A few years ago, I became frustrated with the mass-produced wooden spoons in my kitchen. They were, for the most part, uncomfortable to use, easily broken, and ugly. So at the suggestion of my wife, I taught myself to carve spoons with a few joinery tools I possessed already. I practiced on softwoods, but now use hardwoods exclusively. I shape them at my joiner’s bench.
I knew when I started that the methods I was developing for myself were not traditional. Now that I am confident in my own methods, I am ready to investigate the methods of the past.
Recently, my eye has been drawn to old wooden spoons I run across at antique shops. Even a cursory look indicates that they were carved by hand, making each piece unique. That means that shapes, styles, and quality varied enormously between makers. In America at least, most spoons were highly utilitarian and decoration was kept to a minimum, and the makers almost never signed their work. (In Europe, many countries have long traditions of ornate spoon carving, and different regions developed distinctive styles and features, often according to local cooking customs.) Some spoons were made primarily on lathes, but I am interested in hand-carved ones here.
On a whim, I picked up two very different wooden spoons, which I think illustrate the range of possibilities in the more functional antique spoons, and give us many clues as to how they were made.
I cannot tell how old these spoons are, though the condition of the wood suggests later 19th century. The larger one is 14″ long with a 3 1/2″ wide bowl, clearly a serving spoon or ladle, probably intended for soup. The smaller one is 9 1/2″ long with a 2 1/2″ bowl, probably something of a table spoon, for eating porridge, stew, etc.
We do know some things about how spoons like these were made.
They were typically carved green, which was easier than using seasoned wood. The disadvantage was that spoons sometimes cracked or twisted as they dried out. Most American spoons I have seen are made from softwoods or soft hardwoods. Years of use in the kitchen renders some woods unidentifiable, but I believe that pine, alder, birch, poplar, and soft maple were among the more common woods. Wood appears to have been selected according to local availability.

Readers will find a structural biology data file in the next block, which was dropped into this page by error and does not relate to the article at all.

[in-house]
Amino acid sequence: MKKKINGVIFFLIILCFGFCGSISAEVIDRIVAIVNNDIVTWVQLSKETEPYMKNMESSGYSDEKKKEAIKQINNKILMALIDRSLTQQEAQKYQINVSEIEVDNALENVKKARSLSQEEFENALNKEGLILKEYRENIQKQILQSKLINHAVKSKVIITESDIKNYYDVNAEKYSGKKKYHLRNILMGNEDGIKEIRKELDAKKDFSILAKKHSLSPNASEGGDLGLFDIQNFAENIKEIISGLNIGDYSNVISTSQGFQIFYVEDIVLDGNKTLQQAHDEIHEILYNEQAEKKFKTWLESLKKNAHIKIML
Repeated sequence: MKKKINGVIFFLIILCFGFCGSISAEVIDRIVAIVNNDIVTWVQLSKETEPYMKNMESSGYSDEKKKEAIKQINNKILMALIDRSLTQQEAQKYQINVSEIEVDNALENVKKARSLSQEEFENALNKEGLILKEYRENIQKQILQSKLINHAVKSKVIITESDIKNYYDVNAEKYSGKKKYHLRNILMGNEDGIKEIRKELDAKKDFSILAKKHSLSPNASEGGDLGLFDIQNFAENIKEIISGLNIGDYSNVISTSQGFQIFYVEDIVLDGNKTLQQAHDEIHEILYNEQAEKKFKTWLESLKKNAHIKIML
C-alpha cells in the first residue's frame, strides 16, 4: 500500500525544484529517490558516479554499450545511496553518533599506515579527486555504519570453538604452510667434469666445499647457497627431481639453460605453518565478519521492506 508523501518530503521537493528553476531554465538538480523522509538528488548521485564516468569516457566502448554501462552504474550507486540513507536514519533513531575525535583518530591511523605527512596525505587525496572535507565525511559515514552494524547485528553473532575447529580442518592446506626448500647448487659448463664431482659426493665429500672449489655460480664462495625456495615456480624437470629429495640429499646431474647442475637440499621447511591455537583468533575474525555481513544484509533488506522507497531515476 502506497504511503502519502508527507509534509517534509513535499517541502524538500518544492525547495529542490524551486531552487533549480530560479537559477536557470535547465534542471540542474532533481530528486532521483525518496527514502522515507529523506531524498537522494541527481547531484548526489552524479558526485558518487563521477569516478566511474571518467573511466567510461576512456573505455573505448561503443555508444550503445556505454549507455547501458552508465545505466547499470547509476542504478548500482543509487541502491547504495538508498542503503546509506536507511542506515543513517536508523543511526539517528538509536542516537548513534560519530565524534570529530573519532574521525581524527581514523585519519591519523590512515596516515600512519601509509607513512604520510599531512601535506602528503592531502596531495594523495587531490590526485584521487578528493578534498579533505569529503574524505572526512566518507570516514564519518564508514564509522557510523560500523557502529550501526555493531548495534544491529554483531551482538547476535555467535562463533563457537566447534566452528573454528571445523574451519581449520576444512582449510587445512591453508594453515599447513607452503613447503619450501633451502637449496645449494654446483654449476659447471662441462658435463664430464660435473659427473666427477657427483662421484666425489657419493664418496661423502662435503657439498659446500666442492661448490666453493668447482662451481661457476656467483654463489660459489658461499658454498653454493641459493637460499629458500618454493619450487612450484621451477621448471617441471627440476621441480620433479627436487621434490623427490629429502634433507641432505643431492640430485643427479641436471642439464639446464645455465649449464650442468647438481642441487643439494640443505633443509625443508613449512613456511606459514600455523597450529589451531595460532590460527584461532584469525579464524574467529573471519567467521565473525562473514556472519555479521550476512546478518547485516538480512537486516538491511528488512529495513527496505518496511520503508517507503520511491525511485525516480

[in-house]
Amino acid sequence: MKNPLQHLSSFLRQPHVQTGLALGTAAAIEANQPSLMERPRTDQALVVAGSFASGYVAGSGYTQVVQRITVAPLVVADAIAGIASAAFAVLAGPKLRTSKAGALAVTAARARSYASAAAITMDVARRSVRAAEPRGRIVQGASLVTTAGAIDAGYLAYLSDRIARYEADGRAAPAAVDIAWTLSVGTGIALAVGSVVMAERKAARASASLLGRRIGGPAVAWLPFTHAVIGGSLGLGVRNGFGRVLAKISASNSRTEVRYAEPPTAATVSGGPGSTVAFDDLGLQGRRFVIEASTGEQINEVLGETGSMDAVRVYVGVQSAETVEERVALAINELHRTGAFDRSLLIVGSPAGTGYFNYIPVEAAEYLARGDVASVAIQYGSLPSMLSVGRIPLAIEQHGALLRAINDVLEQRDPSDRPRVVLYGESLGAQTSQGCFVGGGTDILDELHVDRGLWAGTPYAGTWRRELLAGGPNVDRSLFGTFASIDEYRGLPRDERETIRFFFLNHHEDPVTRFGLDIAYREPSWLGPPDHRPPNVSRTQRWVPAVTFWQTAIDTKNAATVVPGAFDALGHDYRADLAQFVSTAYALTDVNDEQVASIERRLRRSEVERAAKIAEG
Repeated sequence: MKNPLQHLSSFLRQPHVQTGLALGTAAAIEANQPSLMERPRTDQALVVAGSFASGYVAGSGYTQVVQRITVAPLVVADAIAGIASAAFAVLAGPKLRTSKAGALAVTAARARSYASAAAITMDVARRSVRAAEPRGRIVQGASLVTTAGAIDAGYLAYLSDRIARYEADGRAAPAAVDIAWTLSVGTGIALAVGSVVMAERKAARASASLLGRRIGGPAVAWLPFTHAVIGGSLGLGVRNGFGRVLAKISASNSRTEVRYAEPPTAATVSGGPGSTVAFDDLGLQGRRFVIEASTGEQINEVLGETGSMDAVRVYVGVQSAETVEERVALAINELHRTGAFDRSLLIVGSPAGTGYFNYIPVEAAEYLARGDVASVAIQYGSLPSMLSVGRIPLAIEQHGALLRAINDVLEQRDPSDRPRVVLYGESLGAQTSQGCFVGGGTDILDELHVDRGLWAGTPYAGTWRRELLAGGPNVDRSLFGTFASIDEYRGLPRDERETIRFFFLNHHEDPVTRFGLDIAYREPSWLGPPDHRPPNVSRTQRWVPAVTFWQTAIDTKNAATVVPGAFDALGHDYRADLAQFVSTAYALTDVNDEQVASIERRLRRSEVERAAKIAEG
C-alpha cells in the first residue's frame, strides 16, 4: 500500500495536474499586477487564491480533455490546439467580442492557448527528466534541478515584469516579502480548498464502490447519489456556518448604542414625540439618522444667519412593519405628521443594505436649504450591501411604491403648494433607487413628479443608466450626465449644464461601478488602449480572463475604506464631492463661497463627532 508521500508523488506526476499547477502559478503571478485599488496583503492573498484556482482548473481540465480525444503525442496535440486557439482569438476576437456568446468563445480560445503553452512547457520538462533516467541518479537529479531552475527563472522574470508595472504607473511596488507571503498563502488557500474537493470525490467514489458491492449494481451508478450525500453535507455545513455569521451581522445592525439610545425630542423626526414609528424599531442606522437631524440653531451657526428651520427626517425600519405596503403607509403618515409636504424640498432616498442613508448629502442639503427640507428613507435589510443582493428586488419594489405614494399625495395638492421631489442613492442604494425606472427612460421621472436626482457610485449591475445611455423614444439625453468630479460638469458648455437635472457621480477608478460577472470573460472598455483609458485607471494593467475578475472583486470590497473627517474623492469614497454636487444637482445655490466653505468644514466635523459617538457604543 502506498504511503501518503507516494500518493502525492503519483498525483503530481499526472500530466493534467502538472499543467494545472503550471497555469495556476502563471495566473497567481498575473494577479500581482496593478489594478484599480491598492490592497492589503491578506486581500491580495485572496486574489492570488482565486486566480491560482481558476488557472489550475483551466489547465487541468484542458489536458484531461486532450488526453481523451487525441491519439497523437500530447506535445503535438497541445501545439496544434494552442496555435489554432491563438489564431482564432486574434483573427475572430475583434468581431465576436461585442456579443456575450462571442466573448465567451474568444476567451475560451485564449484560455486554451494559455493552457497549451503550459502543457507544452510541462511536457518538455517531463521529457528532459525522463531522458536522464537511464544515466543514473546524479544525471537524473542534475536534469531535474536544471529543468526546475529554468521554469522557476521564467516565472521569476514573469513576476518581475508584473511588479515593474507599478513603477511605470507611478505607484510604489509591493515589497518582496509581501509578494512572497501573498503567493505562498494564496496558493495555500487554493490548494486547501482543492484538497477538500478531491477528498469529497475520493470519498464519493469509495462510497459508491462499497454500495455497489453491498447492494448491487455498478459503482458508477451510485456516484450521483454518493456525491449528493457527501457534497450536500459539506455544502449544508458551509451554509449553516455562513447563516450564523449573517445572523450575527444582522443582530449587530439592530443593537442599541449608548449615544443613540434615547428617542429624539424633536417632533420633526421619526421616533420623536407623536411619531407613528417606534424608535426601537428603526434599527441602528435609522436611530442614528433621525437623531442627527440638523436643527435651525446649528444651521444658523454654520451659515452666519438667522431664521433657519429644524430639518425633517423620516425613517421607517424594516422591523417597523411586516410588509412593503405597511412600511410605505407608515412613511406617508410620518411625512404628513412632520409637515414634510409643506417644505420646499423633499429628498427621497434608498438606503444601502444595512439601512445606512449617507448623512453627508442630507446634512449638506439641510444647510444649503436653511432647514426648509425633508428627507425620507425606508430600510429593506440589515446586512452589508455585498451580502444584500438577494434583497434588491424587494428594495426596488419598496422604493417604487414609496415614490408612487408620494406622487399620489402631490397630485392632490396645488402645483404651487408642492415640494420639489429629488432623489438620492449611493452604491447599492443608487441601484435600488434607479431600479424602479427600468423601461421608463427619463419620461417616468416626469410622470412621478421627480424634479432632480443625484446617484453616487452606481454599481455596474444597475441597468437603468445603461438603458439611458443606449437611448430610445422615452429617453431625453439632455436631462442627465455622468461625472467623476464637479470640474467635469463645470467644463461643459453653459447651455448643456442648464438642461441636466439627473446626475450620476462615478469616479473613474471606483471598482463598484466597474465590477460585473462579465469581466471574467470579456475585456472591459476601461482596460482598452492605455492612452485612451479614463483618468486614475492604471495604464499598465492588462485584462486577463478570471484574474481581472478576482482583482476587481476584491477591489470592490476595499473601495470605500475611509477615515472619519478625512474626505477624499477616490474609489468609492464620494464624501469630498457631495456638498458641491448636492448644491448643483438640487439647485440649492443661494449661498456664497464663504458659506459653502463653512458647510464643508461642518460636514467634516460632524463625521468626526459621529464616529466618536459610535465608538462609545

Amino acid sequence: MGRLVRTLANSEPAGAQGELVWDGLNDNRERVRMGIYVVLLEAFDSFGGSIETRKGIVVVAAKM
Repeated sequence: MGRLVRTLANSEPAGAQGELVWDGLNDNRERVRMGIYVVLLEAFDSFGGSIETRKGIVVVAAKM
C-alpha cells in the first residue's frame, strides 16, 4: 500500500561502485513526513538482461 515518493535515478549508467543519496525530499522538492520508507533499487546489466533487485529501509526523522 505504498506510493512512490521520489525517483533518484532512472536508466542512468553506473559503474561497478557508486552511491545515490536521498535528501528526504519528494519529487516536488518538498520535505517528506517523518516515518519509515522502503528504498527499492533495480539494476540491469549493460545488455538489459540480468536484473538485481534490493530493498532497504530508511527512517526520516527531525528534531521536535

Spoon making was not a lucrative business, so the number of tools was kept to a minimum. Spoons were typically lap-carved with just a few tools. Logs were initially cut to length with a saw and split into billets with a hatchet or froe. The handle and the outside of the bowl were shaped with one or two carving knives, and a hook knife was used for the inside of the bowl. With five tools and quick hands, you could crank out enough spoons each day to barely evade starvation.
The spoons I bought reflect this process.
Notice that the handle of this ladle twists when you sight down it. It was probably straighter initially, and twisted as the wood dried. The twist makes it uncomfortable to hold. Also notice the prominent tool marks on the inside of the bowl. It appears that the maker’s hook knife had some chips in its edge, leaving regularly-spaced lines in the bowl. This craftsman was not fastidious about maintaining his tools.
The whole spoon is curved downward, making the bowl slope away from the handle. It would be nearly impossible to use this ladle to scoop liquid out of a deep pot.
The most telling part, though, is the back of the bowl.
It is carved like a jewel, with facets instead of a smoothly rounded surface. The spoon was nevertheless used, as the edges of the facets are worn down from scraping the bottom and sides of a pot. Also notice the abrupt transition between the handle and the bowl. The transition is rough and sharp, which indicates practiced haste on the part of the maker. In my own experience, a graceful transition between the handle and the bowl is the most difficult part of spoon carving.
In contrast, the lines of the smaller spoon are gently curved, and the surfaces are nicely smoothed. The bowl angles up slightly, which enables the user to easily scoop food out of a dish.
The back of the spoon is smooth, though some tool marks are visible at the shoulder, and there is significant tear-out on the back of the handle. Near the bowl, the handle is almost round, but it gradually widens and flattens, until it is no more than 1/8″ thick at the end.
This spoon is close to symmetrical in all its dimensions, though the bowl is just a little lop-sided. The thickness of the bowl is also less, about 3/8″ at the thickest and 1/8″ at the thinnest, than that of the ladle, which is a good 1/2″ at its thickest. The thickness of the bowl is a trade-off, since a thinner bowl makes for a lighter spoon but is also more easily cracked.
Traditionally carved spoons seldom have holes drilled in the end for hanging on a hook. That, I believe, is an innovation that caters to the store owner rather than the cook. A spoon hanging on the wall is almost certainly a decoration, not a utensil.
Today we are seeing something of a revival of traditional spoon carving. Some makers, like Robert Kidd of KitchenCarvings or the folks at Whetstone Woodenware, are returning to traditional shapes, with wide bowls and bulbous handles. Personally, I prefer a straighter handle and shallower bowl for stirring spoons, though I avoid the round handle profile of modern, manufactured spoons. But whatever your preferences, you’re sure to find inspiration in traditional and contemporary spoon makers.